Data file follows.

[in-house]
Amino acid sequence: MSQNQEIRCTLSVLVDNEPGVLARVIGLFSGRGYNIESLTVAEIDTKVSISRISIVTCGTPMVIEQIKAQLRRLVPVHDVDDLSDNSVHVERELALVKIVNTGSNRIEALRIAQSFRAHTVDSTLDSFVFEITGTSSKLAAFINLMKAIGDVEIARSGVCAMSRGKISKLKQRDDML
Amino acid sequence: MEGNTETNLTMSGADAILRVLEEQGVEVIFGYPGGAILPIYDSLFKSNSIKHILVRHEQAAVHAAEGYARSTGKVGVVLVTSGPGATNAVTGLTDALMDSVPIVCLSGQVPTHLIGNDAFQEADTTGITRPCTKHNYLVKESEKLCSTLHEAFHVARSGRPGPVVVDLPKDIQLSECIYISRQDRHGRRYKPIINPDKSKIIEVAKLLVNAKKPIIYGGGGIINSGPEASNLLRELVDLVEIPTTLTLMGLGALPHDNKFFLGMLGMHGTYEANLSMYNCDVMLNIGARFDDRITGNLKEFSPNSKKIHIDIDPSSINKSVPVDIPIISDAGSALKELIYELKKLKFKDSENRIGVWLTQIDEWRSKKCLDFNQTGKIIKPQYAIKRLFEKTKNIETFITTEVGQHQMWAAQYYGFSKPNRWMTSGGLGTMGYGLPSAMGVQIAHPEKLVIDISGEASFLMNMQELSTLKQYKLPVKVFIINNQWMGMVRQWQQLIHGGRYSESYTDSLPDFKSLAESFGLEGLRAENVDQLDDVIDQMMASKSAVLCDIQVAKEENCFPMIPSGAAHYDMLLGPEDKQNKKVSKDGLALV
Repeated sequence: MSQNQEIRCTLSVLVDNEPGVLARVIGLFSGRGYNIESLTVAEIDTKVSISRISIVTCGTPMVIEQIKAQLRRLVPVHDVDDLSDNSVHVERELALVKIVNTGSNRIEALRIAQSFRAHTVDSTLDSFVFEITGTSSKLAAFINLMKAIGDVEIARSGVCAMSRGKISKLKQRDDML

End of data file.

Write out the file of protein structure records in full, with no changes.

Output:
[in-house]
Amino acid sequence: MSQNQEIRCTLSVLVDNEPGVLARVIGLFSGRGYNIESLTVAEIDTKVSISRISIVTCGTPMVIEQIKAQLRRLVPVHDVDDLSDNSVHVERELALVKIVNTGSNRIEALRIAQSFRAHTVDSTLDSFVFEITGTSSKLAAFINLMKAIGDVEIARSGVCAMSRGKISKLKQRDDML
Amino acid sequence: MEGNTETNLTMSGADAILRVLEEQGVEVIFGYPGGAILPIYDSLFKSNSIKHILVRHEQAAVHAAEGYARSTGKVGVVLVTSGPGATNAVTGLTDALMDSVPIVCLSGQVPTHLIGNDAFQEADTTGITRPCTKHNYLVKESEKLCSTLHEAFHVARSGRPGPVVVDLPKDIQLSECIYISRQDRHGRRYKPIINPDKSKIIEVAKLLVNAKKPIIYGGGGIINSGPEASNLLRELVDLVEIPTTLTLMGLGALPHDNKFFLGMLGMHGTYEANLSMYNCDVMLNIGARFDDRITGNLKEFSPNSKKIHIDIDPSSINKSVPVDIPIISDAGSALKELIYELKKLKFKDSENRIGVWLTQIDEWRSKKCLDFNQTGKIIKPQYAIKRLFEKTKNIETFITTEVGQHQMWAAQYYGFSKPNRWMTSGGLGTMGYGLPSAMGVQIAHPEKLVIDISGEASFLMNMQELSTLKQYKLPVKVFIINNQWMGMVRQWQQLIHGGRYSESYTDSLPDFKSLAESFGLEGLRAENVDQLDDVIDQMMASKSAVLCDIQVAKEENCFPMIPSGAAHYDMLLGPEDKQNKKVSKDGLALV
Repeated sequence: MSQNQEIRCTLSVLVDNEPGVLARVIGLFSGRGYNIESLTVAEIDTKVSISRISIVTCGTPMVIEQIKAQLRRLVPVHDVDDLSDNSVHVERELALVKIVNTGSNRIEALRIAQSFRAHTVDSTLDSFVFEITGTSSKLAAFINLMKAIGDVEIARSGVCAMSRGKISKLKQRDDML